RECIPE NOTES: Do I have to admit I didn’t use hardly any heat in this?? I used three jalapeno and no serrano and this batch was spicy enough to start my eyebrows sweating. Adjust accordingly, but beware- go overboard and you’ll feel it. For less heat and more flavor, remove the seeds and ribs of the peppers; that’s where most of the heat resides.

I seeded and cored the peppers, lay them flat on a cookie sheet, rubbed them with a little oil and put them under the broiler to blacken them, then into a bowl that was covered in plastic.

I used the same pot to cook the onions and brown the meat; you can’t go wrong with the flavor you get from that fond that develops with browning. Cook the onions and garlic then remove to a bowl; brown the meat and add to the bowl as you cook. Dump it all back in when your ready to simmer. I also dusted the meat chunks with seasoned flour. The poblanos went in at the end, I barely cooked them at all, only for maybe 10-15 minutes. The tomatillo and jalapeno were cooked down to near nothing by the time it was all said and done. I did not use any beer, but I am curious how that would add to the flavor. I also used a little flour along with the masa harina for thickening.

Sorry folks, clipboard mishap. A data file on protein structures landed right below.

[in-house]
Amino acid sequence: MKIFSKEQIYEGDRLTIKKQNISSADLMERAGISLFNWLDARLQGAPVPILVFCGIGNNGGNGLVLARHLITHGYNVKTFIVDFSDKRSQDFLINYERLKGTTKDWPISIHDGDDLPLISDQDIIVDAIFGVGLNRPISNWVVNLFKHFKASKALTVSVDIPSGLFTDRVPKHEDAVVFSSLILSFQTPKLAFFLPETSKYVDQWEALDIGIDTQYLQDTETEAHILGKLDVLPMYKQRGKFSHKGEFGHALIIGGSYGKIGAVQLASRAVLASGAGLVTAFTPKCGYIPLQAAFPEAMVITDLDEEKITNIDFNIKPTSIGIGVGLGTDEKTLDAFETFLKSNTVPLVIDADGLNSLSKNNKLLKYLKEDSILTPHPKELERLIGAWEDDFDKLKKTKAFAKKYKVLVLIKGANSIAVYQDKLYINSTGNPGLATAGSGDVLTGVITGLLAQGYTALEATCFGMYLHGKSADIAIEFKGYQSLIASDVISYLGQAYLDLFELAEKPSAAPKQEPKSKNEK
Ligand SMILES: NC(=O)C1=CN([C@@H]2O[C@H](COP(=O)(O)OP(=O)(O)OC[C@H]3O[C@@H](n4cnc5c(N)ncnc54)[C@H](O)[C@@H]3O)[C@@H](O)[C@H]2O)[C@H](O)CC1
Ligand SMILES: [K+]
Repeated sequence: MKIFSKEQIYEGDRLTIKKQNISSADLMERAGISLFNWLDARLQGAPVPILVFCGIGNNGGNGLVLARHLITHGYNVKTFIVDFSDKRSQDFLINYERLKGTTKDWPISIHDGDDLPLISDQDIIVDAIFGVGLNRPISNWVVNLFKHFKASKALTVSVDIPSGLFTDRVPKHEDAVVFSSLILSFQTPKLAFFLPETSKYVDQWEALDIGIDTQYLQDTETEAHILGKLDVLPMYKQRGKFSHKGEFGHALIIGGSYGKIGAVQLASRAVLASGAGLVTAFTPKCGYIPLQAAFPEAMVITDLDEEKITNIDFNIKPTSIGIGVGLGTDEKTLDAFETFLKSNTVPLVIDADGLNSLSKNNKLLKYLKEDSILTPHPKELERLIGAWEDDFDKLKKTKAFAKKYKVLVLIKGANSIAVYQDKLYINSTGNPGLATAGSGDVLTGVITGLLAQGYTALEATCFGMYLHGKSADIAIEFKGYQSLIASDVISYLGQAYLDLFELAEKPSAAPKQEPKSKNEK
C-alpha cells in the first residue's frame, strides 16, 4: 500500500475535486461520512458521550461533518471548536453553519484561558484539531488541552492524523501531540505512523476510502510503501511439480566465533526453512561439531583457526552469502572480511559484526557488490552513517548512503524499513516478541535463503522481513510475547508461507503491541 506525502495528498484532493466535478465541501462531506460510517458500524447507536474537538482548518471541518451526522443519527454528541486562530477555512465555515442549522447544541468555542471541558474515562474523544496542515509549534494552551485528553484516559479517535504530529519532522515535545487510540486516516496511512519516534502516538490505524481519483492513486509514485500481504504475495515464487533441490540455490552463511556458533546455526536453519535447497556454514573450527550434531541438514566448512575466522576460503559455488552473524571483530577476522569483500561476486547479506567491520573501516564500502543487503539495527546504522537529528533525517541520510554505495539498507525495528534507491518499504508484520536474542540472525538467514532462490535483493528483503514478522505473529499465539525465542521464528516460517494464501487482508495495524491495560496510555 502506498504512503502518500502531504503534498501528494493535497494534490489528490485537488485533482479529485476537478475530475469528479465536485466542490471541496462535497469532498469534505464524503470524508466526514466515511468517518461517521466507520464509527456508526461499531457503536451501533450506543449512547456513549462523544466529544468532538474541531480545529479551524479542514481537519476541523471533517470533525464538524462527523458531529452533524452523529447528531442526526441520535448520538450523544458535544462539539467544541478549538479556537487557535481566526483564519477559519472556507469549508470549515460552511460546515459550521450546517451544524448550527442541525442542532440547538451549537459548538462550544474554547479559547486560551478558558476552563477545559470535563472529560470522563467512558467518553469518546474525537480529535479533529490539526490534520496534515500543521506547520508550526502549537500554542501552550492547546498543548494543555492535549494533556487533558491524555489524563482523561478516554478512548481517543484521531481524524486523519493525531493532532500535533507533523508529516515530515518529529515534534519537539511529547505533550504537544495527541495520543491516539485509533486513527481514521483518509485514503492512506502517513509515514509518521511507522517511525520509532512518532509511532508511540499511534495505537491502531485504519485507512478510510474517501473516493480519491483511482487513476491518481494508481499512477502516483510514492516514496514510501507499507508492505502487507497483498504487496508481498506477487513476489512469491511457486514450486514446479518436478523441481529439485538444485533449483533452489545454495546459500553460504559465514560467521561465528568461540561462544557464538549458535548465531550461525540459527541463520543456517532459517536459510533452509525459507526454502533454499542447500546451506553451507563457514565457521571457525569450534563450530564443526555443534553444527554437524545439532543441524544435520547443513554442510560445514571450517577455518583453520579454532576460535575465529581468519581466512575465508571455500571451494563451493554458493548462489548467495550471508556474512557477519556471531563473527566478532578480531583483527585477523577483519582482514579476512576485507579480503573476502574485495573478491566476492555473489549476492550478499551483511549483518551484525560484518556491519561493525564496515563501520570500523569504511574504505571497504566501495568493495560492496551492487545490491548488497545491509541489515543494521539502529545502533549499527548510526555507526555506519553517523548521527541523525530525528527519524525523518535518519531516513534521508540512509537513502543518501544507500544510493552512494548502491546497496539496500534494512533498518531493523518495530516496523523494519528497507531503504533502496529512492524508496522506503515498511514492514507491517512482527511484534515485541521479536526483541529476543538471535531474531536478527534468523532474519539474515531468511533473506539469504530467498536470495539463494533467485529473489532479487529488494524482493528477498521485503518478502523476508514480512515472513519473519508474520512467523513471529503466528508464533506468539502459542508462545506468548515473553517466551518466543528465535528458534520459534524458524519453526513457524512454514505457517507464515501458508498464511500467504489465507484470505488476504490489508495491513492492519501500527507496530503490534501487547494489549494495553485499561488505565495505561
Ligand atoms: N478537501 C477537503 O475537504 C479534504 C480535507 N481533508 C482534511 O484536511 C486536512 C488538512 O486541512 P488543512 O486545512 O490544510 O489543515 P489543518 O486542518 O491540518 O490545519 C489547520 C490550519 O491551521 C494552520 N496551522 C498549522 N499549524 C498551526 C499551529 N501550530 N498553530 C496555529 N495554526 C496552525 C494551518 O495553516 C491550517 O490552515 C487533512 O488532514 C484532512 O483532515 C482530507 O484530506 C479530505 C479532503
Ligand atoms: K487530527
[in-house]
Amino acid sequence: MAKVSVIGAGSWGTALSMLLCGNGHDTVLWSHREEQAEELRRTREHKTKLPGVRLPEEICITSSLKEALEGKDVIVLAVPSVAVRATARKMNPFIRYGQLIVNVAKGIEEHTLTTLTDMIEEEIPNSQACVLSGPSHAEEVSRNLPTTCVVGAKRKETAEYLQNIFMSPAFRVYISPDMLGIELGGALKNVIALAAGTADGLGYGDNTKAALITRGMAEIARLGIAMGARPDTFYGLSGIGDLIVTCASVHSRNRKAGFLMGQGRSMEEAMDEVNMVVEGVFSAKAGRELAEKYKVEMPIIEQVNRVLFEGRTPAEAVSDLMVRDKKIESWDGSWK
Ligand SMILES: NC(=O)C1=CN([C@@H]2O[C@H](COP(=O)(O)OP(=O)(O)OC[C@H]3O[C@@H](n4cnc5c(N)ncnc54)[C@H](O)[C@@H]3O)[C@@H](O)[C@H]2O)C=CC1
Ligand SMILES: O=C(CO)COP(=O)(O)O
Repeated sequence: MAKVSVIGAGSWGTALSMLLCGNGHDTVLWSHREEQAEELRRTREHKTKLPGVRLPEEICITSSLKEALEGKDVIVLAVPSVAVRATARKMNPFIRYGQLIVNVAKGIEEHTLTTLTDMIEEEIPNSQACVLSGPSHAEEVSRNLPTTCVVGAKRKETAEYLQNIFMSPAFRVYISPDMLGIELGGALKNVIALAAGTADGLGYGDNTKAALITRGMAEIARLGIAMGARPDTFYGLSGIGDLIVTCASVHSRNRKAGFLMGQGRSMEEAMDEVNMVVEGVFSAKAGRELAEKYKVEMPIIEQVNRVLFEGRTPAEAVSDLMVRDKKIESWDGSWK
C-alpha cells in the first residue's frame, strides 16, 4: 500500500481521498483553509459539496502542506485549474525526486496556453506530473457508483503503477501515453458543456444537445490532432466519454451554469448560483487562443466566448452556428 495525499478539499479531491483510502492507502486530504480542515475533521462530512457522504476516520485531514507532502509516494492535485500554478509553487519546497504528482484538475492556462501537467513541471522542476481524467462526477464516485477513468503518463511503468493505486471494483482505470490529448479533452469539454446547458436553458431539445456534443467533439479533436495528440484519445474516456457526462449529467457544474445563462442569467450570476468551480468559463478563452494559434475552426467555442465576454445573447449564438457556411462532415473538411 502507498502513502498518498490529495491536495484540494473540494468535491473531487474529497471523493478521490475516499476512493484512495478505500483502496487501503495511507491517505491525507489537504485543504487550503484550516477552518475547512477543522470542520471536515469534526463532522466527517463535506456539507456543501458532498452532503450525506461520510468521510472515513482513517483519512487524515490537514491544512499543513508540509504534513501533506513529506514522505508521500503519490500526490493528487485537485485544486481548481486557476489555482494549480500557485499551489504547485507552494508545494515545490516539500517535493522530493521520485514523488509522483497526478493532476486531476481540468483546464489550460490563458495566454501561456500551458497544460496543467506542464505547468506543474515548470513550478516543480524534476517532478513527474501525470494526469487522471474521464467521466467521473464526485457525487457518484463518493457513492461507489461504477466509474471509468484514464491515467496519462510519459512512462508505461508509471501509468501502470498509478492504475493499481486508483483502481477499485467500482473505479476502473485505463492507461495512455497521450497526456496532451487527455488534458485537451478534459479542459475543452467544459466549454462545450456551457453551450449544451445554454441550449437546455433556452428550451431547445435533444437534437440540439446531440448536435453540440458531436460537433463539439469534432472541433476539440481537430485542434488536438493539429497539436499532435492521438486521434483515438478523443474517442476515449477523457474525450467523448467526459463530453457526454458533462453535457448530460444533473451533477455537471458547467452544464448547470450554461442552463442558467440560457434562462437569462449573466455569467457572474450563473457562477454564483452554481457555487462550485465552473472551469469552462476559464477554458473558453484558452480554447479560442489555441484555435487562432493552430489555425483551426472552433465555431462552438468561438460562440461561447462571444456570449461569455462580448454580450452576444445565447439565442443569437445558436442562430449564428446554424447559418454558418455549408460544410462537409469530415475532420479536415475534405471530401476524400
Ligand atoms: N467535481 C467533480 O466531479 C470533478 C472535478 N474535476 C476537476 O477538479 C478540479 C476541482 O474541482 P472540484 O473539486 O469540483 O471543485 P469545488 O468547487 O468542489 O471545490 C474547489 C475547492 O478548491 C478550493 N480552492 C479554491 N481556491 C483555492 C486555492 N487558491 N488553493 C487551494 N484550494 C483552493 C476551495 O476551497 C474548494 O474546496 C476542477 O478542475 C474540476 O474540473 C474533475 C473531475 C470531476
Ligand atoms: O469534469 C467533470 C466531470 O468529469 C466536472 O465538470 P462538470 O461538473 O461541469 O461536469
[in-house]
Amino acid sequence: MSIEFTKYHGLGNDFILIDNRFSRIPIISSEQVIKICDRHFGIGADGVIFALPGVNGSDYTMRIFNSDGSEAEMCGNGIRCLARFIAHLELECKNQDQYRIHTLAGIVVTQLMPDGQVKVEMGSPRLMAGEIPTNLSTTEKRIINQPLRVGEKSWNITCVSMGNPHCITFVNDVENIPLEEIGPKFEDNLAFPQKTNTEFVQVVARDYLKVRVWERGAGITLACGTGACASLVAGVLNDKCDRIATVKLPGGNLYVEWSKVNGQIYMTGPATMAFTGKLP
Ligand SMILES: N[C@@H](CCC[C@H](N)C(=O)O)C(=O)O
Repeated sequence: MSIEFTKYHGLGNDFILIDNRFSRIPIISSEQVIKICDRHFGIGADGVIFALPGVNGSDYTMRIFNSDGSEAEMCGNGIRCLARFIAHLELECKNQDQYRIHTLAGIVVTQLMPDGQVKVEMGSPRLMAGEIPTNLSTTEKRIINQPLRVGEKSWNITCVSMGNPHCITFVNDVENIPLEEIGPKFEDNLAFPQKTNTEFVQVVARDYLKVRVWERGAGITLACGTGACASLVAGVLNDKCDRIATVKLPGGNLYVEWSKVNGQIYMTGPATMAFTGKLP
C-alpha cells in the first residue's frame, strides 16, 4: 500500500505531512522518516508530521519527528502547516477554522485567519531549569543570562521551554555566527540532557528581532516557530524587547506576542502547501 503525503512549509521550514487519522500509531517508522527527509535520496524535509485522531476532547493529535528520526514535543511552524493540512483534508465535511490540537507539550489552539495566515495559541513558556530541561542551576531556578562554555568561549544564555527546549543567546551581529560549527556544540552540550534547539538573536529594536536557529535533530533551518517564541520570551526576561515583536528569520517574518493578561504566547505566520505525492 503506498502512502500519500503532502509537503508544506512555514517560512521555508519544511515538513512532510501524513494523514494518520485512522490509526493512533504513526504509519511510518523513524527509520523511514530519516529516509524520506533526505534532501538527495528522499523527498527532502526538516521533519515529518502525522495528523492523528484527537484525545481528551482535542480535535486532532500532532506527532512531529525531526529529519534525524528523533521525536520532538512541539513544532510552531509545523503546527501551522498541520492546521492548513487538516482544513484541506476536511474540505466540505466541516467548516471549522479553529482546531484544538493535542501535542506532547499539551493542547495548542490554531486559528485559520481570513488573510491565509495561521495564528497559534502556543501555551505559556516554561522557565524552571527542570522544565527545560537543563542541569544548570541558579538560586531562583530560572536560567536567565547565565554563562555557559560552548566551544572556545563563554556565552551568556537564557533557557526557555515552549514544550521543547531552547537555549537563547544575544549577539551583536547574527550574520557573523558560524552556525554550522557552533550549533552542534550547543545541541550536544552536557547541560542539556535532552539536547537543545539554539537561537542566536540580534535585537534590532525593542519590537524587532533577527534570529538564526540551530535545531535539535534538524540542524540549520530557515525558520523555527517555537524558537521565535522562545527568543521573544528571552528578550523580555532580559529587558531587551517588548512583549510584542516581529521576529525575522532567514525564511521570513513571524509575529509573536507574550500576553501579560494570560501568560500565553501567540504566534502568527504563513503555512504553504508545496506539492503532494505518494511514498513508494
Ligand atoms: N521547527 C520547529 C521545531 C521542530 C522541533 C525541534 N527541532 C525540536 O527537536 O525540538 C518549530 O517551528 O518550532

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Stir Fried Chicken in Lettuce Leaves

From Food and Wine magazine, April 2007

1# boneless skinless chicken, cut into strips
3 large garlic cloves, finely minced
2 T. fresh ginger, finely minced
½ t. crushed red pepper flakes
1 T. vegetable Oil
Salt and pepper

Combine all ingredients in bowl, let stand for 10-15 minutes

For the sauce:

¼ c. Chinese black bean sauce
2 T. soy sauce
1 T. sugar
1 T. cornstarch dissolved in 2 T. water
2 T. dry sherry (optional)